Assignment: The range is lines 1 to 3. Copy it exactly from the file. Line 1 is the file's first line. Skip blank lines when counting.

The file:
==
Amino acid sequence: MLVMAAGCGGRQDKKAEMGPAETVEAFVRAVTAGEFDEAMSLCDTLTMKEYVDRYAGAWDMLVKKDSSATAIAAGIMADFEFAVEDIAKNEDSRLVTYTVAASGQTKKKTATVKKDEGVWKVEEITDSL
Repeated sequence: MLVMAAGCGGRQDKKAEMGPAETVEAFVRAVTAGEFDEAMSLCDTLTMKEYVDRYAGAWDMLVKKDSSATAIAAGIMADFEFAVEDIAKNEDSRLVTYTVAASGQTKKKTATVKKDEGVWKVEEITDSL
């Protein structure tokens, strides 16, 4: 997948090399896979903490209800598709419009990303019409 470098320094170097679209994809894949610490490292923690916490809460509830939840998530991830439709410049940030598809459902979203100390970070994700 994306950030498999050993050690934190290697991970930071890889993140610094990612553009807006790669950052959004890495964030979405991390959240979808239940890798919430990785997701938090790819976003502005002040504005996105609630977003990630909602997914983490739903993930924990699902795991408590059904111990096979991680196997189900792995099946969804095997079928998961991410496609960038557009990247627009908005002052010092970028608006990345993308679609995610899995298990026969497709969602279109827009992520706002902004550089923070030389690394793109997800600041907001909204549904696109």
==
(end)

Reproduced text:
Amino acid sequence: MLVMAAGCGGRQDKKAEMGPAETVEAFVRAVTAGEFDEAMSLCDTLTMKEYVDRYAGAWDMLVKKDSSATAIAAGIMADFEFAVEDIAKNEDSRLVTYTVAASGQTKKKTATVKKDEGVWKVEEITDSL
Repeated sequence: MLVMAAGCGGRQDKKAEMGPAETVEAFVRAVTAGEFDEAMSLCDTLTMKEYVDRYAGAWDMLVKKDSSATAIAAGIMADFEFAVEDIAKNEDSRLVTYTVAASGQTKKKTATVKKDEGVWKVEEITDSL
């Protein structure tokens, strides 16, 4: 997948090399896979903490209800598709419009990303019409 470098320094170097679209994809894949610490490292923690916490809460509830939840998530991830439709410049940030598809459902979203100390970070994700 994306950030498999050993050690934190290697991970930071890889993140610094990612553009807006790669950052959004890495964030979405991390959240979808239940890798919430990785997701938090790819976003502005002040504005996105609630977003990630909602997914983490739903993930924990699902795991408590059904111990096979991680196997189900792995099946969804095997079928998961991410496609960038557009990247627009908005002052010092970028608006990345993308679609995610899995298990026969497709969602279109827009992520706002902004550089923070030389690394793109997800600041907001909204549904696109």